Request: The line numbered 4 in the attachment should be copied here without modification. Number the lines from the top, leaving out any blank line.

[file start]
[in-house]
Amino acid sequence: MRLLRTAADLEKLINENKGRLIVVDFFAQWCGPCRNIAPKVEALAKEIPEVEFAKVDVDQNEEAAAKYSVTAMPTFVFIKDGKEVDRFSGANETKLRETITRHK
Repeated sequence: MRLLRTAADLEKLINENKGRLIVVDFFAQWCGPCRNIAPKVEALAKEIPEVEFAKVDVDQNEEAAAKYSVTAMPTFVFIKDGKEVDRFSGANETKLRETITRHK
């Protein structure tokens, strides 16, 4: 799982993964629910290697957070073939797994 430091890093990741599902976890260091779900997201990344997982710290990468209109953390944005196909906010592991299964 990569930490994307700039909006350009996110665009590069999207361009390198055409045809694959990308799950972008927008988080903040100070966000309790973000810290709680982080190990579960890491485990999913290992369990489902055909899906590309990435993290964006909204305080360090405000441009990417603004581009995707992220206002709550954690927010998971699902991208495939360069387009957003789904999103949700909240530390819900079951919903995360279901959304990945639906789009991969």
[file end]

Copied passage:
């Protein structure tokens, strides 16, 4: 799982993964629910290697957070073939797994 430091890093990741599902976890260091779900997201990344997982710290990468209109953390944005196909906010592991299964 990569930490994307700039909006350009996110665009590069999207361009390198055409045809694959990308799950972008927008988080903040100070966000309790973000810290709680982080190990579960890491485990999913290992369990489902055909899906590309990435993290964006909204305080360090405000441009990417603004581009995707992220206002709550954690927010998971699902991208495939360069387009957003789904999103949700909240530390819900079951919903995360279901959304990945639906789009991969």